The Sámi (also Sami or Saami) are the indigenous people of Northern Scandinavia: Norway, Sweden, Finland, and the Kola Peninsula of Russia. The size of the Sámi population has been estimated at somewhere between 60,000 and 100,000; a cautious estimate would be about 70,000. In Norway there are believed to be between 40,000 and 45,000 Sámi, largely concentrated in Finnmark, where there are some 25,000. Sweden has about 17,000 Sámi, Finland around 5,700 and Russia approximately 2,000.
A Sami is a person who:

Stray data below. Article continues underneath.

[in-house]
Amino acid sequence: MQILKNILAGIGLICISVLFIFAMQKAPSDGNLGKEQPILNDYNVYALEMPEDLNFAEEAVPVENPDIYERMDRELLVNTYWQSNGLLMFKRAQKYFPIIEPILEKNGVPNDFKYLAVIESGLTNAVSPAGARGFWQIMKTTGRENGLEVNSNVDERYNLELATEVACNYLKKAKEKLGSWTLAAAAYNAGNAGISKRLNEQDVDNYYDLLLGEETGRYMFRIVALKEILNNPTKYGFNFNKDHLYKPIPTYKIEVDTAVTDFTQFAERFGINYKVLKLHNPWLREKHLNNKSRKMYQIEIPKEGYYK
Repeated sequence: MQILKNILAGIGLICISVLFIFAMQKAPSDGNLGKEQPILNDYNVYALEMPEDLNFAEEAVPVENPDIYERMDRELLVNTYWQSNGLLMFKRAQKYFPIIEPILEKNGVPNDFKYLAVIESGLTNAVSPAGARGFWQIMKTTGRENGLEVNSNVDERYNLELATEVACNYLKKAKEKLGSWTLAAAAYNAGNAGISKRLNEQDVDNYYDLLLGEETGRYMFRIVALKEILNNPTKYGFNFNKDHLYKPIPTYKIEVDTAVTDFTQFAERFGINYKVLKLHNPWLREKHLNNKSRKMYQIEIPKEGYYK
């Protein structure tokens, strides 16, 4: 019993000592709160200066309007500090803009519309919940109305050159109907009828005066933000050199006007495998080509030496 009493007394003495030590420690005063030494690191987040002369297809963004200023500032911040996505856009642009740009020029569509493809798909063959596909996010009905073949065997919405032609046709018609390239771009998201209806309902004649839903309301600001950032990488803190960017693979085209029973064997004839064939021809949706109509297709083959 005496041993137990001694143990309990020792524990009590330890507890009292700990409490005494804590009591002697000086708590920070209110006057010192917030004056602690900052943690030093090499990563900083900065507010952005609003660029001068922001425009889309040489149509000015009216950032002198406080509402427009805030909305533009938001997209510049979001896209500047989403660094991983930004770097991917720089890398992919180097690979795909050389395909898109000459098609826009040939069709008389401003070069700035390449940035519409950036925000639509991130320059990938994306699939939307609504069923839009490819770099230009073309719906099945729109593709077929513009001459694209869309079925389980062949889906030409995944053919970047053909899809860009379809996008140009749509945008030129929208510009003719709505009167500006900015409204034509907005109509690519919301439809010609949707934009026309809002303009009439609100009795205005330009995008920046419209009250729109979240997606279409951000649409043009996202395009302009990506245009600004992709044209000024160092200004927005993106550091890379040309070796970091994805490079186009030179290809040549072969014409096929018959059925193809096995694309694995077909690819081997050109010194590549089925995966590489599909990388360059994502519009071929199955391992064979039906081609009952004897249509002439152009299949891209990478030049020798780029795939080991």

- has Sámi as his/her first language, or whose father, mother or one of whose grandparents has Sámi as their first language, or
- considers himself/herself a Sámi and lives in entire accordance with the rules of the Sámi society, and who is recognized by the representative Sámi body as a Sámi, or
- has a father or mother who satisfies the above-mentioned conditions for being a Sámi.
Official Norwegian policy until the 1950s was to try to make the Sámi Norwegian. This was attempted by forcing Sámi children to attend boarding schools where the Sámi would learn Norwegian language and history. Sámi language was suppressed. The Norwegenization effort was only half-way successful. From the 1960s to the present, the policy has been to encourage Sámi language and culture. The problem is that many Sámi accepted the idea that it was better to be Norwegian.